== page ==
Both he and I trying – desperately – to grasp why as a species we put our inventive talent towards creating a tool for destroying ourselves. The Triumph of Death.


5. Do the facilities beneath Stockholm described in the novel really exist? What about the Swedish nuclear weapons programme?

 Let me begin like this: A month ago I finally entered the most sacred site of the buried Swedish nuclear weapons programme, the tomb itself so to speak. The enormous hall blasted out of the bedrock of central Stockholm, deep down under the Royal Institute of Technology, once housed the experimental nuclear reactor R1.  Now there was a dark hole where the giant apparatus stood, having finally been removed sometime during the 80’s.

This Saturday afternoon there was a screening of a French silent movie from 1956, accompanied by live organ music, in what now is called The Reactor Hall. During the movie I was furtively glancing at the small offices arranged against the steep rock wall behind us. Wondering which one was Lise Meitner’s. What she actually could have been doing in there, at the same time the film was being made.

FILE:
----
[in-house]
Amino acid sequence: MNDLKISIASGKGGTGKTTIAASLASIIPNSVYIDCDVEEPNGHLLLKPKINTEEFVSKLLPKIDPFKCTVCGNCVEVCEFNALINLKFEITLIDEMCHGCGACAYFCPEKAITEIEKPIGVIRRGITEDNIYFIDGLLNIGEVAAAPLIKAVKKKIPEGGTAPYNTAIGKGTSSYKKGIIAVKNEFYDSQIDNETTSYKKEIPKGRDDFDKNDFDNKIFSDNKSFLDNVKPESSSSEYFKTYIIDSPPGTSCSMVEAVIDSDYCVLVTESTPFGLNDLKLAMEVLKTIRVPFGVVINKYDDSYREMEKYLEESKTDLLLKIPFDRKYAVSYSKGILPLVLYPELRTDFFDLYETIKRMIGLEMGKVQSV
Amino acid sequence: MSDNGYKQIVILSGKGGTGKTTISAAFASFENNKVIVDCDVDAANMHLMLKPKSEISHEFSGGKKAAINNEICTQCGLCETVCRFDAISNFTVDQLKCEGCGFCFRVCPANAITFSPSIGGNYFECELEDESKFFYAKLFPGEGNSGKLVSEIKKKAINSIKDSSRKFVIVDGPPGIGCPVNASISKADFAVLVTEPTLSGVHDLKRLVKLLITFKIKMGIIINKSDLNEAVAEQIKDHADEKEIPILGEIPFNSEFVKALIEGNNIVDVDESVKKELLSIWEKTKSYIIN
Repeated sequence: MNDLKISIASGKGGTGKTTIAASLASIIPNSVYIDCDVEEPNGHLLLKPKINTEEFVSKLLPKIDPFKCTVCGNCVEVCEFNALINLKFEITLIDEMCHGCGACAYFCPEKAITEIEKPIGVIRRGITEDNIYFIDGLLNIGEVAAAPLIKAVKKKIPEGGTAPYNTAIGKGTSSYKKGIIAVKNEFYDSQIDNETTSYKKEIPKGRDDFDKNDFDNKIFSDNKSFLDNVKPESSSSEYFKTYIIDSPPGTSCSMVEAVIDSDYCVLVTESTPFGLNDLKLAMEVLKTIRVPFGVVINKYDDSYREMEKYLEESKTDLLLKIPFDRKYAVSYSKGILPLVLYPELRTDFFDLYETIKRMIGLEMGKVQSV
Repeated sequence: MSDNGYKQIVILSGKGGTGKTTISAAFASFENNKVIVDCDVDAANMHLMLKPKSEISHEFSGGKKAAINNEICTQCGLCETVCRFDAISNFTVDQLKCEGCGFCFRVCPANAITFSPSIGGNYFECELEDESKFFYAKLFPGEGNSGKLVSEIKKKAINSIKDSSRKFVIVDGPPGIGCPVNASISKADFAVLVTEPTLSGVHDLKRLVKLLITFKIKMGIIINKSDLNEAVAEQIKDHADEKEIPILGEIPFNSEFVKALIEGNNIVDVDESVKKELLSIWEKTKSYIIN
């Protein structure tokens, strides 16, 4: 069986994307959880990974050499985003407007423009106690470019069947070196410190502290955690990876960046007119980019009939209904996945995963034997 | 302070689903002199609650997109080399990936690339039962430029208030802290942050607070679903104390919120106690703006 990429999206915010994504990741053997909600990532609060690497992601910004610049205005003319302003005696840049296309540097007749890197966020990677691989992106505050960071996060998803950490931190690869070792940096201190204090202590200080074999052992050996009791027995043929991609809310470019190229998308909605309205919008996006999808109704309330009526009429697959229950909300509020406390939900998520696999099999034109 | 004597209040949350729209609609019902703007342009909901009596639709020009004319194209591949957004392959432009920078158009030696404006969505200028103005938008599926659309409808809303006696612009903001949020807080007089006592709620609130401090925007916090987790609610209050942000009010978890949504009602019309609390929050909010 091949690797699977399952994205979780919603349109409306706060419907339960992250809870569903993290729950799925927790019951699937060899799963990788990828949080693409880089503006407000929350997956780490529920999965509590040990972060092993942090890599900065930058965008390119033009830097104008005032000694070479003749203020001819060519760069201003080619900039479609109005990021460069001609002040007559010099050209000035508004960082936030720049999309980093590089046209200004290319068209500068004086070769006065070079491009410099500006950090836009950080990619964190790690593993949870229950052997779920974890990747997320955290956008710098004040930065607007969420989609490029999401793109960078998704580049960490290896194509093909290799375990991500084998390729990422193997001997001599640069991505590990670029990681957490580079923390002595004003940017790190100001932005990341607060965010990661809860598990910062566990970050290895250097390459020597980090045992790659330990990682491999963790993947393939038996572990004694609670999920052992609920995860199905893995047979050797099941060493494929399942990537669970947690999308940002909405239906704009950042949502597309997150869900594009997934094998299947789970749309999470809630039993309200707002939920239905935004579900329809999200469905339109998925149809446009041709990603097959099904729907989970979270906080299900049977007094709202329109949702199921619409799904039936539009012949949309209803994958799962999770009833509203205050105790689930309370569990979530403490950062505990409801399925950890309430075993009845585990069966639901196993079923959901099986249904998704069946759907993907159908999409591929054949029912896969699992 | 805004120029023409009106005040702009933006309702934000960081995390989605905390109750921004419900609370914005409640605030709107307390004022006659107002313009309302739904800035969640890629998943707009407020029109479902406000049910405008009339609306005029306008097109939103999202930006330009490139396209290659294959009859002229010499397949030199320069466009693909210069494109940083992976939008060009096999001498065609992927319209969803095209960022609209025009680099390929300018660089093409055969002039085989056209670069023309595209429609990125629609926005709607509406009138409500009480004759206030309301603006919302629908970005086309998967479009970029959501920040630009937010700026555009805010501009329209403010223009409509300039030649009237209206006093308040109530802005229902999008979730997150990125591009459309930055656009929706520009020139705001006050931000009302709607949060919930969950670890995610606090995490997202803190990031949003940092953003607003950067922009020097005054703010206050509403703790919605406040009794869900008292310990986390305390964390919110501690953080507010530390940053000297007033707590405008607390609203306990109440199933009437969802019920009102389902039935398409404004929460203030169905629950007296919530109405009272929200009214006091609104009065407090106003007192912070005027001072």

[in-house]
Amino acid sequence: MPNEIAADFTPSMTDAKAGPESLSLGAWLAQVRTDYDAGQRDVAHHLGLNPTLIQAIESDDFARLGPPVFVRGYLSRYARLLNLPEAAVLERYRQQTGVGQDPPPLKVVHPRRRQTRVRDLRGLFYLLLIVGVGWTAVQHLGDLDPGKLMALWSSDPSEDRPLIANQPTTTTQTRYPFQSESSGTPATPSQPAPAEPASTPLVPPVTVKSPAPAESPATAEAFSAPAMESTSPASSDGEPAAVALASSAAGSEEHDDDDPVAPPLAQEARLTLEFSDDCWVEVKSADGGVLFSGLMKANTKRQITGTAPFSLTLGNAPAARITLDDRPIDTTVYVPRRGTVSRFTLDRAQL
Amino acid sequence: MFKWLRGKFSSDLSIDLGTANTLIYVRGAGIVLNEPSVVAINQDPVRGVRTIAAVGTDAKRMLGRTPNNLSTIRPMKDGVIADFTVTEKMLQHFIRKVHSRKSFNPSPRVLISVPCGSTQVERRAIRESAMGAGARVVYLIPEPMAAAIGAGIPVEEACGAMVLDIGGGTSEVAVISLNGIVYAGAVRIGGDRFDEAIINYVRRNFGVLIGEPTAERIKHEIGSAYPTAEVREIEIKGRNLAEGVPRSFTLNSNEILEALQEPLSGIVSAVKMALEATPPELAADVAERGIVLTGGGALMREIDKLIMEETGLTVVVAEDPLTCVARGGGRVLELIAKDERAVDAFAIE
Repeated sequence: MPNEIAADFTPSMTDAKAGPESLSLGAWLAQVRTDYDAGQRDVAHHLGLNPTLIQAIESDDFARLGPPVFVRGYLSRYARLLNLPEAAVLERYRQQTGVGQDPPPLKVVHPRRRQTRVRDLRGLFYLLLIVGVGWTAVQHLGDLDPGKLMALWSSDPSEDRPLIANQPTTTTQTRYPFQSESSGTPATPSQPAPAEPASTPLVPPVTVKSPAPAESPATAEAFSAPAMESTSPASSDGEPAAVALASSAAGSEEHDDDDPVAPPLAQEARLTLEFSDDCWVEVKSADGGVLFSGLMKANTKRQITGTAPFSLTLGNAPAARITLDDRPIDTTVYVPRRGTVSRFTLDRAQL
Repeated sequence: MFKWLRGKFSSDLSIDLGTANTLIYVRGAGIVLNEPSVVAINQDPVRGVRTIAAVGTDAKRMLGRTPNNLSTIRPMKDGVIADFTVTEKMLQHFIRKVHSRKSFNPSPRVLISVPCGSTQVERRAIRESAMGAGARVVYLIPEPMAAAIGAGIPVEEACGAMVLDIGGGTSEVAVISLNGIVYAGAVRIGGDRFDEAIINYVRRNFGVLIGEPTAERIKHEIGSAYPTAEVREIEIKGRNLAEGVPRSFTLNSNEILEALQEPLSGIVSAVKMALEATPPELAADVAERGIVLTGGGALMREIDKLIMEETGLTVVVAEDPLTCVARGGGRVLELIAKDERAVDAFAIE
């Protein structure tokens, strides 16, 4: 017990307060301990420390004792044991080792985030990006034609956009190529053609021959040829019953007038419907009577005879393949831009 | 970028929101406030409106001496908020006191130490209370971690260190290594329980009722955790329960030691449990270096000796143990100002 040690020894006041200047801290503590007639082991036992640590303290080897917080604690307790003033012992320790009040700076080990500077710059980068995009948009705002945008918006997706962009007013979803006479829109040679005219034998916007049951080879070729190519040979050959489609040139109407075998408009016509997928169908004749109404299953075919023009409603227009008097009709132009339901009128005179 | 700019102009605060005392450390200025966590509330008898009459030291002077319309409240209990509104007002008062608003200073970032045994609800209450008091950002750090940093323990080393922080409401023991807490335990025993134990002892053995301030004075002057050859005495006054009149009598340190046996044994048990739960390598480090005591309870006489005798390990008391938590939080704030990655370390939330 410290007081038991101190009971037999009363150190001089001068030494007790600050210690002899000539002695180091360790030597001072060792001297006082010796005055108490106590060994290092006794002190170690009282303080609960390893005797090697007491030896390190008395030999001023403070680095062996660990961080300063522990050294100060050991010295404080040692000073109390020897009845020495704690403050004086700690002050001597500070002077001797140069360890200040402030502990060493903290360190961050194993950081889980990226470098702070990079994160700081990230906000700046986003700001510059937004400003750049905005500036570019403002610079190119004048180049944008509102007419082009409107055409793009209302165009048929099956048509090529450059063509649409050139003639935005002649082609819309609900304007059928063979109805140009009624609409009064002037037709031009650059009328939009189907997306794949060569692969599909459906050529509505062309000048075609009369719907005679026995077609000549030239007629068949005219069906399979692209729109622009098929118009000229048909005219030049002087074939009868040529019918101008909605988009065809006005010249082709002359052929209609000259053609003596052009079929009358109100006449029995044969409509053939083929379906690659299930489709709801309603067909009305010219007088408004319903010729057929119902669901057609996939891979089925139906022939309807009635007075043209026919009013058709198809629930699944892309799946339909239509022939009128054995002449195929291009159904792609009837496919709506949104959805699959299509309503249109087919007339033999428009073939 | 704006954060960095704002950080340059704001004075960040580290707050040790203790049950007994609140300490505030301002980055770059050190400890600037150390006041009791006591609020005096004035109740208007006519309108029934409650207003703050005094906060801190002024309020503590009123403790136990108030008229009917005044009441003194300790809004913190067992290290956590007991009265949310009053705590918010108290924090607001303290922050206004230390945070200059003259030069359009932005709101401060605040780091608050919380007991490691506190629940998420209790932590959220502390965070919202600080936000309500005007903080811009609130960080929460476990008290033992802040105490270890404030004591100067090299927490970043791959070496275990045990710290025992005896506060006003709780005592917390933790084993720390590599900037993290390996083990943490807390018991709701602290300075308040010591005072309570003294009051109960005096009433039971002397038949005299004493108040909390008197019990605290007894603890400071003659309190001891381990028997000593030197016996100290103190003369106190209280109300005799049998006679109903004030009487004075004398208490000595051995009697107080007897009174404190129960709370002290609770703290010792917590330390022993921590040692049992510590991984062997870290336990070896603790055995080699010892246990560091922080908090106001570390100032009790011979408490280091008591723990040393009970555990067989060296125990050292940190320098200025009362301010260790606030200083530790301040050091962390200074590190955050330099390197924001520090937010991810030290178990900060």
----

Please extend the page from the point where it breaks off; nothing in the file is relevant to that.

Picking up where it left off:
So the answer is that there was indeed an ambitious nuclear weapons programme in Sweden too, with this reactor as the starting point for our efforts to build a bomb and Lise Meitner as some kind of jewel in the bedrock. Work continued fruitlessly behind the scenes through the 50s and 60s, before the project was quietly shelved for complicated political reasons. Sweden instead became a superpower in the cause of disarmament, with our nuclear weapons program not revealed until in the mid 80s when a technical magazine ran an expose.

After the Reactor hall was built during the 50s, we continued with what at the time was one of world’s largest nuclear shelters in the centre of Stockholm, Klara Skyddsrum, as well as a huge system of tunnels deep down under the capital – including the area where the tube station Kungsträdgården now lies and the escape  during the first chapter of The Carrier takes place.

Furthermore, the suburb of Ursvik where Sixten and Aina live in my novel was at the very centre of Sweden’s nuclear weapons programme, the site of numerous offices and laboratories. And then we also had what was called “our Los Alamos” at Grindsjön just south of Stockholm, where the Swedish National Defence Research Organization (nowadays called FOI) still have an experimental ground.